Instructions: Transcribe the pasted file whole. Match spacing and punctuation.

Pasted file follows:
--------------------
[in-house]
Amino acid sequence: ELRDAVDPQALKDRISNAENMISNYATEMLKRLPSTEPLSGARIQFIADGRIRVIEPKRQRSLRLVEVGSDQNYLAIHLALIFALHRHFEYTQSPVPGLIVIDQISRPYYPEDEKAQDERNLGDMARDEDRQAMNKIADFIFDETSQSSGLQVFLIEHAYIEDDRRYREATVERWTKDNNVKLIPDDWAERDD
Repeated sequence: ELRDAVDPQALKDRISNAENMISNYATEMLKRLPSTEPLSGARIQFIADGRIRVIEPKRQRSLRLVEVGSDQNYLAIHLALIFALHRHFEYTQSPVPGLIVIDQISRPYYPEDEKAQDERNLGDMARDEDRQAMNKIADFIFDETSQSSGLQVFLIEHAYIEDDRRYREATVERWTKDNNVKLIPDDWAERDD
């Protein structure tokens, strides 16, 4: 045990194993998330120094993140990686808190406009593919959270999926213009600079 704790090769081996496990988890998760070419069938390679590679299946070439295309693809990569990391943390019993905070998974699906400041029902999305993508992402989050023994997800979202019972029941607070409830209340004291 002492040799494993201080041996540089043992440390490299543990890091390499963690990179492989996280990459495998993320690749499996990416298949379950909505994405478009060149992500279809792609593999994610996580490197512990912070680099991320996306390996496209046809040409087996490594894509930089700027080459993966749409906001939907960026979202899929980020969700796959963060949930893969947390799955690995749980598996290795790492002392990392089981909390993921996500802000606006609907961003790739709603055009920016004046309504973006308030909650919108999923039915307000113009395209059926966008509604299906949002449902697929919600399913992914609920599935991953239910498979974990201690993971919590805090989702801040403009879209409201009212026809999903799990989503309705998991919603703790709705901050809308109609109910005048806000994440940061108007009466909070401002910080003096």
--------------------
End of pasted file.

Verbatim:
[in-house]
Amino acid sequence: ELRDAVDPQALKDRISNAENMISNYATEMLKRLPSTEPLSGARIQFIADGRIRVIEPKRQRSLRLVEVGSDQNYLAIHLALIFALHRHFEYTQSPVPGLIVIDQISRPYYPEDEKAQDERNLGDMARDEDRQAMNKIADFIFDETSQSSGLQVFLIEHAYIEDDRRYREATVERWTKDNNVKLIPDDWAERDD
Repeated sequence: ELRDAVDPQALKDRISNAENMISNYATEMLKRLPSTEPLSGARIQFIADGRIRVIEPKRQRSLRLVEVGSDQNYLAIHLALIFALHRHFEYTQSPVPGLIVIDQISRPYYPEDEKAQDERNLGDMARDEDRQAMNKIADFIFDETSQSSGLQVFLIEHAYIEDDRRYREATVERWTKDNNVKLIPDDWAERDD
């Protein structure tokens, strides 16, 4: 045990194993998330120094993140990686808190406009593919959270999926213009600079 704790090769081996496990988890998760070419069938390679590679299946070439295309693809990569990391943390019993905070998974699906400041029902999305993508992402989050023994997800979202019972029941607070409830209340004291 002492040799494993201080041996540089043992440390490299543990890091390499963690990179492989996280990459495998993320690749499996990416298949379950909505994405478009060149992500279809792609593999994610996580490197512990912070680099991320996306390996496209046809040409087996490594894509930089700027080459993966749409906001939907960026979202899929980020969700796959963060949930893969947390799955690995749980598996290795790492002392990392089981909390993921996500802000606006609907961003790739709603055009920016004046309504973006308030909650919108999923039915307000113009395209059926966008509604299906949002449902697929919600399913992914609920599935991953239910498979974990201690993971919590805090989702801040403009879209409201009212026809999903799990989503309705998991919603703790709705901050809308109609109910005048806000994440940061108007009466909070401002910080003096």